March 22, 2009 at 2:27 pm (Comic Books, Music)

Azrael: Battle for the Cowl #1 is really, really amazing. It’s been a while since we’ve seen some Frazer Irving. March 08 had Gutsville #3 with full interiors, and July 08 saw X-Men: Divided We Stand #2 with a short penciled by him, but man I miss an entire story handled by Frazer, and it’s totally worth the wait.

It also doesn’t hurt that Fabian Nicieza offers some very great stuff for Frazer to illuminate. A handful of (impressively designed) spies just show up to be defeated in battle (Irving’s casually bizarre and horrific recalling his work on the Inhumans, but really everything he’s ever done, too), there’s a secret religious conspiracy with bright, stylish rooms housing dark characters not out of place in the Matrix; there’s even a fight scene in a completely dark cathedral whose sole light source is a flaming sword. The panel where the new Azrael turns his luminescent weapon to find three monsters slinking towards him is absolutely amazing.

Also impressive, as ever, is Frazer’s visual storytelling. The lines of most pages are made of diagonal instead of straight lines, the panel on the left hand of the page pointing diagonally to the right most panel, character’s eyes looking below to the action a further panel reveals. If I had a scanner with me, I could describe the mechanics a lot better, but its sheer readability with complex points of view deserves testimony.

This kind of work can become lost, as any complexly designed, stylish work for a superhero crossover might, but this issue is a great return to form for Irving who may have never lost it, an artist I was worried might have lost the momentum all his various projects at DC and Marvel gave him. Still looking forward to Gutsville, whenever it comes out, too!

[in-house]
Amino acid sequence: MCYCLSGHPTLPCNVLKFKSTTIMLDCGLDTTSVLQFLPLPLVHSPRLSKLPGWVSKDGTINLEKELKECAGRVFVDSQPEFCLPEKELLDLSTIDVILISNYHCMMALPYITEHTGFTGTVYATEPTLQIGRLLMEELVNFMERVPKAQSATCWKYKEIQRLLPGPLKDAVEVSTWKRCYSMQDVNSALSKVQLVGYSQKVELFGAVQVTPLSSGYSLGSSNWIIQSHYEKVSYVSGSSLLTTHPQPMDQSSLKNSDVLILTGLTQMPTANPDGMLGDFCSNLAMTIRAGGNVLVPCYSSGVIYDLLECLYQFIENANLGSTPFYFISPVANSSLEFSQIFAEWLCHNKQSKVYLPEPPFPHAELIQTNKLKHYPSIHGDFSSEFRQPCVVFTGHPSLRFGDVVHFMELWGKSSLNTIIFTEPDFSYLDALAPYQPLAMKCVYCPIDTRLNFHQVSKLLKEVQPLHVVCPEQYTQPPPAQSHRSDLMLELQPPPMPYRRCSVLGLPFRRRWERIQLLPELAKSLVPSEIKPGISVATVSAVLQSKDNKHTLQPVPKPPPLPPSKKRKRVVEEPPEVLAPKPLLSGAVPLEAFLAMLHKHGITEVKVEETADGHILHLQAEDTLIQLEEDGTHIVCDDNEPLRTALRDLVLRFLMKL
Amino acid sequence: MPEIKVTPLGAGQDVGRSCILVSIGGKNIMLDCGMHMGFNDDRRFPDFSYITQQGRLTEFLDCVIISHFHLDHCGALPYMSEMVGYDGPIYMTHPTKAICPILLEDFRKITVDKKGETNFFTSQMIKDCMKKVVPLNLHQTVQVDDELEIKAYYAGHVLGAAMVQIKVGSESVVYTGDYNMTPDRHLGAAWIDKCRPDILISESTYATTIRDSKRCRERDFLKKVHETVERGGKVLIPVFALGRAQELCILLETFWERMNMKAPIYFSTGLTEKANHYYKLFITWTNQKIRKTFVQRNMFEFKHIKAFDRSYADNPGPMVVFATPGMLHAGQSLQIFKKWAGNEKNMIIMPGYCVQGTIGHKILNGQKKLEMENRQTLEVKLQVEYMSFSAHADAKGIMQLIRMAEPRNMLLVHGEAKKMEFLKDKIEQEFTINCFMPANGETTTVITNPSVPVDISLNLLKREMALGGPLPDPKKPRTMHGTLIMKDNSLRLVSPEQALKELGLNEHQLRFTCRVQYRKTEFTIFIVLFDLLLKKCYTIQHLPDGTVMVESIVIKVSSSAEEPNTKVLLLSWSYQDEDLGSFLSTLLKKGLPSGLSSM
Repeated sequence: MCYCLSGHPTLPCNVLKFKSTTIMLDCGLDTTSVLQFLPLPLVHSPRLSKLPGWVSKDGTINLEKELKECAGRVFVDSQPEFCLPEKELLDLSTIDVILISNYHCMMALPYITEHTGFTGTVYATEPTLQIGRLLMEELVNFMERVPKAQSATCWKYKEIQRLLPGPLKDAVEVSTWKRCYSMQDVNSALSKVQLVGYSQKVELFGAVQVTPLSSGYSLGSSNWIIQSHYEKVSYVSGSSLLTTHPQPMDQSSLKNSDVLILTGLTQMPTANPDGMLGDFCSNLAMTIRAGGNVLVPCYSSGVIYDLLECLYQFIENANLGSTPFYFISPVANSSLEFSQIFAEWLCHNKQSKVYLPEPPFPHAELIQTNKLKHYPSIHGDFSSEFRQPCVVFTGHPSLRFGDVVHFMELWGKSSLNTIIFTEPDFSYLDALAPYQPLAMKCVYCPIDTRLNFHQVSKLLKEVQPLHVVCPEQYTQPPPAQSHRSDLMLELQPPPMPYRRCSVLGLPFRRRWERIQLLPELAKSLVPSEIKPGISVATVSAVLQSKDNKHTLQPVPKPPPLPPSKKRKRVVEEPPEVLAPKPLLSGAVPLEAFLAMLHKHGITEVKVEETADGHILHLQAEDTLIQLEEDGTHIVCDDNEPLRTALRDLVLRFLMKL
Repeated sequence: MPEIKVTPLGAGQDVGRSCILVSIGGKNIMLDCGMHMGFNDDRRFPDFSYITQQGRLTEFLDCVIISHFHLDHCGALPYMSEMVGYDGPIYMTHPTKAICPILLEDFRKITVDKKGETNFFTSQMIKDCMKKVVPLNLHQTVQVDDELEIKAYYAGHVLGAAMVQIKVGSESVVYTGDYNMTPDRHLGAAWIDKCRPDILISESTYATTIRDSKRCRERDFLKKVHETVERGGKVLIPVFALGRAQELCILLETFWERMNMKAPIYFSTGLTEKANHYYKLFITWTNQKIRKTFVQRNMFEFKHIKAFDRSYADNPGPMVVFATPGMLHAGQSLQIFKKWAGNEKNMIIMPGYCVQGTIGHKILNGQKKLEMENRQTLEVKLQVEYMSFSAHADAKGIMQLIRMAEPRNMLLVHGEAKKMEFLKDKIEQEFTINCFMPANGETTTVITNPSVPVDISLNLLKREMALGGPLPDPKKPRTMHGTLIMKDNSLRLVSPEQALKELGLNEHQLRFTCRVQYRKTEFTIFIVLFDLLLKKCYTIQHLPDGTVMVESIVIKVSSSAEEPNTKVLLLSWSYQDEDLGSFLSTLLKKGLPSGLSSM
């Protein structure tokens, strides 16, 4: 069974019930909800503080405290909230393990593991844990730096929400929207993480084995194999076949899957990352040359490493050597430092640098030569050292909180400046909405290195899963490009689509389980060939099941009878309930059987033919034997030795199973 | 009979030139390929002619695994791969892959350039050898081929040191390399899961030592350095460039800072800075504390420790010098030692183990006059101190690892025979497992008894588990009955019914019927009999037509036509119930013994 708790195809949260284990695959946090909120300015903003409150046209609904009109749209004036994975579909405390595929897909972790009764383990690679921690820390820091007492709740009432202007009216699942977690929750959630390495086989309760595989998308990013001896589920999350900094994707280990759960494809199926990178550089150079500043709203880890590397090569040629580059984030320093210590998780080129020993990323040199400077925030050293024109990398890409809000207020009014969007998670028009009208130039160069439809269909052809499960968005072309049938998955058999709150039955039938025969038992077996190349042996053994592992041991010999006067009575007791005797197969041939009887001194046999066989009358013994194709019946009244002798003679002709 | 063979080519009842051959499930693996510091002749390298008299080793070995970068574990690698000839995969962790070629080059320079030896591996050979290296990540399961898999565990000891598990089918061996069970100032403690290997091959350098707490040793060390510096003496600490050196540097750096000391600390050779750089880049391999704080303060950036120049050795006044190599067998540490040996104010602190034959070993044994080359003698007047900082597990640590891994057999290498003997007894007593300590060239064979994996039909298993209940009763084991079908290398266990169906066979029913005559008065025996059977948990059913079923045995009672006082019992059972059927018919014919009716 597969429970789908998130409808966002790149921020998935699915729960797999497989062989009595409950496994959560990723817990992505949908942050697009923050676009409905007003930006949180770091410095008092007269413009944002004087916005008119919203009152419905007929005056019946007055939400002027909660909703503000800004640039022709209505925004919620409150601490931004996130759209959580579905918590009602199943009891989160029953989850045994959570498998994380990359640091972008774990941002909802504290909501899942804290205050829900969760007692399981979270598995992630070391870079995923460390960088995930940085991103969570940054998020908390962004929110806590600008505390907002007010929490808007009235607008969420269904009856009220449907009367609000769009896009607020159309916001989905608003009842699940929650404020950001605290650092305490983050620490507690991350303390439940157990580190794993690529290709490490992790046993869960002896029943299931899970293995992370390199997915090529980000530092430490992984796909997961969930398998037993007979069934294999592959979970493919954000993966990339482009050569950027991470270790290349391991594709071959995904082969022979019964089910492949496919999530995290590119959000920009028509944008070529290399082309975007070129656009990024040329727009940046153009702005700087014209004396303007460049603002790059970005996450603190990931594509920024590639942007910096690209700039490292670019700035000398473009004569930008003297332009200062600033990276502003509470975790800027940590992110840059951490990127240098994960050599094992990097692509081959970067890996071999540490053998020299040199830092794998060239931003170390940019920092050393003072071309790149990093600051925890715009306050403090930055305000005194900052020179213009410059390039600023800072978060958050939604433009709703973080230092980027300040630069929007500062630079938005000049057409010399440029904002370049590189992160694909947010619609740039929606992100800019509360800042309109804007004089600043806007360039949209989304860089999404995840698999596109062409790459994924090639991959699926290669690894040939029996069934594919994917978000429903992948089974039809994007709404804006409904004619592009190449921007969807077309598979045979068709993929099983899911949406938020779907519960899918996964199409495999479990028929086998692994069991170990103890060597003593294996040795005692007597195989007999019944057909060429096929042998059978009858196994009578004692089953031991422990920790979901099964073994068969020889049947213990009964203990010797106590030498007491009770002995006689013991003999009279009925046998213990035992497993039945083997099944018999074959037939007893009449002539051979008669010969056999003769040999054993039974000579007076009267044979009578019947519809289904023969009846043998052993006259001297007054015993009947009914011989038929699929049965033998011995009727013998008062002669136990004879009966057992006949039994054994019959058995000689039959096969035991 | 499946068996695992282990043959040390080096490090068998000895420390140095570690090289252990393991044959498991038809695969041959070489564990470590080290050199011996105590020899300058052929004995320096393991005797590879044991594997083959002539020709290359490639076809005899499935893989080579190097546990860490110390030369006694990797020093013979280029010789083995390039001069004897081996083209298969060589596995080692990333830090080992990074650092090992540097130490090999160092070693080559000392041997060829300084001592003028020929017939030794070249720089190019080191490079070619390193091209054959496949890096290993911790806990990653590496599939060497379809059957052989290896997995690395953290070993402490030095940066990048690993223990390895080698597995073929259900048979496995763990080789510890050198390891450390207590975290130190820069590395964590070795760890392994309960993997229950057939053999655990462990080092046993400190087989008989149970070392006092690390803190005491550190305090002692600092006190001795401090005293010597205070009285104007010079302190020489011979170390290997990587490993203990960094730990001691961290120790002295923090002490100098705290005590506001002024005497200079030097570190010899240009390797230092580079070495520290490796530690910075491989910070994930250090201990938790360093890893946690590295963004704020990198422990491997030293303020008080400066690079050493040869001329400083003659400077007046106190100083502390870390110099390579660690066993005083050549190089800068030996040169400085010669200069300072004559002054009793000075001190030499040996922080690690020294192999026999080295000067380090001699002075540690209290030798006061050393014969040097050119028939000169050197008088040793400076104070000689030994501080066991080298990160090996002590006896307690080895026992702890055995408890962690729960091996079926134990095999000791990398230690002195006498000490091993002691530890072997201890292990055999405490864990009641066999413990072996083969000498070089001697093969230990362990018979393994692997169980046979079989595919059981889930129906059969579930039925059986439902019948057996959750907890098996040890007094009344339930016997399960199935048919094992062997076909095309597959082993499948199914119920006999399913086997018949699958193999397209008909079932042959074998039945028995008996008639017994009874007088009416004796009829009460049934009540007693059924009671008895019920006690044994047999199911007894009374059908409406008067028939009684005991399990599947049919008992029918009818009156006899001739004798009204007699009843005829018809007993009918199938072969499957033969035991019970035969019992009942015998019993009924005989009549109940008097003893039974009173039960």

Also of note and colors: The Flaming Lips render all other music unnecessary with this video. With soft and delicate electronic drums in an atmosphere of distorted energy just begging for some time in the sonic foreground, Wayne Coine sings the lyrics at half the speed and twice the emotion. It doesn’t sound cathartic like Madonna’s original, but reflective. Well, at least until the entire band comes on to play, with Wayne’s voice reverberating throughout the entire set in impressive artificial acoustics.

And they even play on the nuttiest set design ever! Very few other bands would play with such a stupendous light show pulsing to the music and dancing to the beat, but just look at the first shot of the set, with just a couple people on stage; wires dangle from the instruments on the candy colored set, the tangled electricity as important to the visuals as the bright colors in contrast. What other band would incorporate their instruments’ wires into their visuals?

About the music, now? It’s Who-derived Rock performed with power that doesn’t sacrifice subtlety, deserving a synesthetic cathedral for its illustrious performance, and on top of all of this they take all the powerful lyrics from Madonna’s “Borderline” without repeating the song’s chorus until its emotions become weak. The guitar solo and gong are both absolute tops.


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